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ARCHIVED - Report on Sexually Transmitted Infections in Canada: 2008

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Syphilis(Treponema pallidum)

Syphilis, an infection caused by the bacterium Treponema pallidum, has been nationally notifiable since 1924. If left untreated, it progresses through different stages, with primary, secondary and early latent (less than one year after the point of infection) stages being infectious. Only these infectious stages are included in national reports. Untreated syphilis will enter into a non-infectious late latent stage of the infection that may lead to serious complications associated with tertiary syphilis. This includes damage to the central nervous system, cardiovascular system, eyes, skin and other internal organs. Untreated syphilis can be fatal1c. Individuals infected with syphilis are at an increased risk of contracting and transmitting HIV2c.

Congenital syphilis is caused by the vertical transmission of Treponema pallidum from an infected mother to her fetus. Congenital syphilis may not be diagnosed until later in life, as the disease can often be asymptomatic for life or may present with symptoms that are not identified in the first few weeks. Only early congenital syphilis cases (diagnosed in those under 2 years of age) are reported nationally.

Reported rates of infectious syphilis in Canada remained stable between 1999 and 2001, then spiked upwards in the following three years, particularly among males. Since 2004, the rates are climbing at a slower rate in both sexes.

  • From 1993 to 2000, reported rates of infectious syphilis were relatively stable and similar between genders (Figure 10). Reported rates started to climb sharply in 2001, more so in men than in women.
  • In 2008, 1,394 cases of infectious syphilis were reported to PHAC, corresponding to a rate of 4.2 per 100,000. The overall rate increased by 568.2% since 1999 (0.6 per 100,000) (Figure 10).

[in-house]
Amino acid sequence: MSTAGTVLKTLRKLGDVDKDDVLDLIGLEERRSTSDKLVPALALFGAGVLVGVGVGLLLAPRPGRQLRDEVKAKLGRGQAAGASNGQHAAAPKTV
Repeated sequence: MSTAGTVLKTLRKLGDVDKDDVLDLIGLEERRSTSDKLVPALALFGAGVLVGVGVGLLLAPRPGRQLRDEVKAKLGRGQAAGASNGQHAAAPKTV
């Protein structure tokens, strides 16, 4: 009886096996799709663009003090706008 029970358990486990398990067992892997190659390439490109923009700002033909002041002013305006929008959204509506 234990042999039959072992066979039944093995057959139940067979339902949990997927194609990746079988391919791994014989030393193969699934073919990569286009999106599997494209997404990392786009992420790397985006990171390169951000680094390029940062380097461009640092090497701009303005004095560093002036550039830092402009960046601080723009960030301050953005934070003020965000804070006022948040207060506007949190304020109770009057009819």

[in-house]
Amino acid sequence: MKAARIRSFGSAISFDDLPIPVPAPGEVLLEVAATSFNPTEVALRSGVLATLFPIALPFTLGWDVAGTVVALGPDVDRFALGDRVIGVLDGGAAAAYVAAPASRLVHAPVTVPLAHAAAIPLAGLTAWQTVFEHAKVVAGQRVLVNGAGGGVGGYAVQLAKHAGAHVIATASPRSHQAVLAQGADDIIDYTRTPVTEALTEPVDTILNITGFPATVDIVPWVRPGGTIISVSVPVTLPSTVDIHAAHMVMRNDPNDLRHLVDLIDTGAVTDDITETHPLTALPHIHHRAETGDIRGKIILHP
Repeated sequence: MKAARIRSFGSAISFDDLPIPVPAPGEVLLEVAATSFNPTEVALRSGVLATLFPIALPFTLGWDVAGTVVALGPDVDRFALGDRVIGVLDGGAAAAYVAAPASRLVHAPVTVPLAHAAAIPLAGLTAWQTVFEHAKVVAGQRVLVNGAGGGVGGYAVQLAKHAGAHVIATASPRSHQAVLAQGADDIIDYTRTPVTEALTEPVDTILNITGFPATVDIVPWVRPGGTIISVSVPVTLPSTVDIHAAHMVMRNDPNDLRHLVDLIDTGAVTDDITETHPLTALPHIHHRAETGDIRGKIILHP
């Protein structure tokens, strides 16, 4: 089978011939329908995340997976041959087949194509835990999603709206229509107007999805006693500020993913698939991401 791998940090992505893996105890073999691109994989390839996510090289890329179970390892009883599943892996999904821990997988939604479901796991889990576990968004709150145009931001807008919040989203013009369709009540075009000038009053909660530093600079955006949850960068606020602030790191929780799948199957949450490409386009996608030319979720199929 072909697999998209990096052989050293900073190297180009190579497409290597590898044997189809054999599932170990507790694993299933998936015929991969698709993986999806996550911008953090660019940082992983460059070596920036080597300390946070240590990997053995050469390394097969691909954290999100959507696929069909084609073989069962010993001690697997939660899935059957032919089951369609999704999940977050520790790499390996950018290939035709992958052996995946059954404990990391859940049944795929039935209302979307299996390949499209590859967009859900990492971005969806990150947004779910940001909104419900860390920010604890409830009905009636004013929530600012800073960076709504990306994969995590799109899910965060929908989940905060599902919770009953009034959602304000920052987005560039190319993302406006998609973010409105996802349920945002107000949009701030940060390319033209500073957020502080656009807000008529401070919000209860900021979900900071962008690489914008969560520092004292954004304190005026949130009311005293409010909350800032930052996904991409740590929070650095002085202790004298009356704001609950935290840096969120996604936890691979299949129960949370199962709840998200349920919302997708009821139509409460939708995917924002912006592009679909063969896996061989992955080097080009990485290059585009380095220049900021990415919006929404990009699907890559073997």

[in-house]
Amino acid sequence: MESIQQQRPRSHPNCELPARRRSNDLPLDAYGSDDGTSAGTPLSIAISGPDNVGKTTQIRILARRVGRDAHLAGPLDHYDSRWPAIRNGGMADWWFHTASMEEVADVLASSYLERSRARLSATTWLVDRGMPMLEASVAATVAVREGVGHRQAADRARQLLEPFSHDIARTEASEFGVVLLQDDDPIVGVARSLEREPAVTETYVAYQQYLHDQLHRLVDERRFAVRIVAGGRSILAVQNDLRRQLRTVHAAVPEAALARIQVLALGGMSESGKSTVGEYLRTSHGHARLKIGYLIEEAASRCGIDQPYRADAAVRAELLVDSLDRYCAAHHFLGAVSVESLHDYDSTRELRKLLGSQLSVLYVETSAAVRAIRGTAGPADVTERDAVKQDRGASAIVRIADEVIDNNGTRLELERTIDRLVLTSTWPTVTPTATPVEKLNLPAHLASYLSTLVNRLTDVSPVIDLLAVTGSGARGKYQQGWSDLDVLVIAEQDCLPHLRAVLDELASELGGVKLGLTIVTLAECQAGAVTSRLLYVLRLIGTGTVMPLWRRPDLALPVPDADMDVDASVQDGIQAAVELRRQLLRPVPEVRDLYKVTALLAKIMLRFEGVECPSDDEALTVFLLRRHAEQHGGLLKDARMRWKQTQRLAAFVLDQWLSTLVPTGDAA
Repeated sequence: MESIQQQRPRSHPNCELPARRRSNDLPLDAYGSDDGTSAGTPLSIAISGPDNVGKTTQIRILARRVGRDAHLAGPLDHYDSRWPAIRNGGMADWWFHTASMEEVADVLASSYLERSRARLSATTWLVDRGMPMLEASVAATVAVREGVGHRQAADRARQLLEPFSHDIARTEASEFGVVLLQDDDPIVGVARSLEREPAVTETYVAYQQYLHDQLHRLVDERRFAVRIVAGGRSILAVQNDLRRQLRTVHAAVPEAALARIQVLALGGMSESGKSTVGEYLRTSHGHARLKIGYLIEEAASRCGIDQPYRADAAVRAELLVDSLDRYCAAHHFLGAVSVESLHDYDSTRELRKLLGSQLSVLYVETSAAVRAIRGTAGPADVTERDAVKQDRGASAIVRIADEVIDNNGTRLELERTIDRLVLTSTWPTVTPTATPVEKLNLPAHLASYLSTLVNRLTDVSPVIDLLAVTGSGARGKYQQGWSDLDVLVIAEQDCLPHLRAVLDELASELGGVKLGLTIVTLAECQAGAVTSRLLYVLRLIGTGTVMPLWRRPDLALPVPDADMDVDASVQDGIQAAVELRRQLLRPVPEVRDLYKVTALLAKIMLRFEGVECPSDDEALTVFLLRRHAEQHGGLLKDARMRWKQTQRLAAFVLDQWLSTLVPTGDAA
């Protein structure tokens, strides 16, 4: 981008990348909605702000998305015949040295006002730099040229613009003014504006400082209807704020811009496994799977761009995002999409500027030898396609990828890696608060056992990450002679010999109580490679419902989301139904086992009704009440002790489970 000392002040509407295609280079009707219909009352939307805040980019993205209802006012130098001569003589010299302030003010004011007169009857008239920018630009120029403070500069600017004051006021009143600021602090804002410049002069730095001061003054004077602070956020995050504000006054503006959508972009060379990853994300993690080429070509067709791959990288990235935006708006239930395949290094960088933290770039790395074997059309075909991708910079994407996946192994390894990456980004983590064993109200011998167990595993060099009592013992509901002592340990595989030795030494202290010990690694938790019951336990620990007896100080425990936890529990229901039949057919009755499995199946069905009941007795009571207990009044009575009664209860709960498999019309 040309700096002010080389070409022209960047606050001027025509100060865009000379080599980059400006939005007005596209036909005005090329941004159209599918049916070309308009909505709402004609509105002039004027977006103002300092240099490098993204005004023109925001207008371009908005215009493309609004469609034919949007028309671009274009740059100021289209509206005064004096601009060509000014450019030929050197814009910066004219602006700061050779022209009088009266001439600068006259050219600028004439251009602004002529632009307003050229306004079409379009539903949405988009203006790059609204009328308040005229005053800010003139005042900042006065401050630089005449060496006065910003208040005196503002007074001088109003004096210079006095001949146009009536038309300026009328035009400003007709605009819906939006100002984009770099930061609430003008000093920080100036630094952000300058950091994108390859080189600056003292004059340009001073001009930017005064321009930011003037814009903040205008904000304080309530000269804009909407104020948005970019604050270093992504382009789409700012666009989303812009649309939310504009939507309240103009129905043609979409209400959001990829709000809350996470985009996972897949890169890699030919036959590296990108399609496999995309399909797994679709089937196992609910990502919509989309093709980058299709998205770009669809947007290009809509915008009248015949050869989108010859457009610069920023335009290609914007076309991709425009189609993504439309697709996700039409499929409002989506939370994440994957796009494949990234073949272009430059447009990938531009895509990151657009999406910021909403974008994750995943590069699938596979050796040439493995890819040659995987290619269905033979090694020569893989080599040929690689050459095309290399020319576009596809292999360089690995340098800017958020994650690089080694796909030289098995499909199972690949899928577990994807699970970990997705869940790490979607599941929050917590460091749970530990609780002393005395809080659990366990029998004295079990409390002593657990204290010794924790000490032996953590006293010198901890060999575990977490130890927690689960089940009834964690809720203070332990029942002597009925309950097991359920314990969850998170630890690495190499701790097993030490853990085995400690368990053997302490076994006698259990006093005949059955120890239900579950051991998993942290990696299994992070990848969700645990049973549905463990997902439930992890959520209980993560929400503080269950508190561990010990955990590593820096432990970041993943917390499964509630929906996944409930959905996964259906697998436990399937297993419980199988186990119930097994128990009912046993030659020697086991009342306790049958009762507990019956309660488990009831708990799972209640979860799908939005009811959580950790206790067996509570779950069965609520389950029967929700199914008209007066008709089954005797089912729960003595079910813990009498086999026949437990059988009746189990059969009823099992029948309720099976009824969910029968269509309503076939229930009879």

Figure 10: Reported Rates of Infectious Syphilis by Sex and Overall, 1993 to 2008, Canada

  • Historically, a greater number of cases have been reported in men than in women. In 2008, men accounted for 86.1% of reported cases.
  • Between 1999 and 2008, reported rates of infectious syphilis increased in both sexes, but primarily in males. During this period, the rate in men increased by 870.7% (from 0.7 to 7.3 per 100,000) and in women increased by 123.4% (from 0.5 to 1.1 per 100,000) (Figure 10).
  • The male-to-female rate ratio increased from 1.5:1.0 in 1999 to 6.4:1.0 in 2008, reflecting that more males than females were reported with infectious syphilis, and this disparity increased over time (Table 4).
  • The male-to-female ratio is much higher in some jurisdictions: Québec, Ontario and British Columbia outbreaks are predominantly among men.
Table 4: Male-to-Female Ratio of Reported Rates of Infectious Syphilis by Province/Territory, 2008, Canada
Jurisdiction Male-to-Female Rate Ratio
Canada 6.4 : 1.0
BC 13.9 : 1.0
AB 1.4 : 1.0
SK 2.0 : 1.0
MB 3.4 : 1.0
ON 13.6 : 1.0
QC 45.7 : 1.0
NB 1.8 : 1.0
NS N/A
PE N/A
NL N/A
YT N/A
NT 1.3 : 1.0
NU N/A

 

The age-specific distribution of infectious syphilis cases differed from chlamydia and gonorrhea in that reported rates were highest in the older population, particularly in males aged 30 to 39.

  • In 2008, people aged 30 and older accounted for 73.6% of reported cases.
  • In men, the highest reported rate of infectious syphilis was shared between 25 to 29 year olds and 30 to 39 year olds (13.3 per 100,000) (Figure 11). Together, these age groups accounted for almost 40% of reported cases in men in 2008.
  • In women, the highest reported rate was in 20 to 24 year olds (3.6 per 100,000) (Figure 11).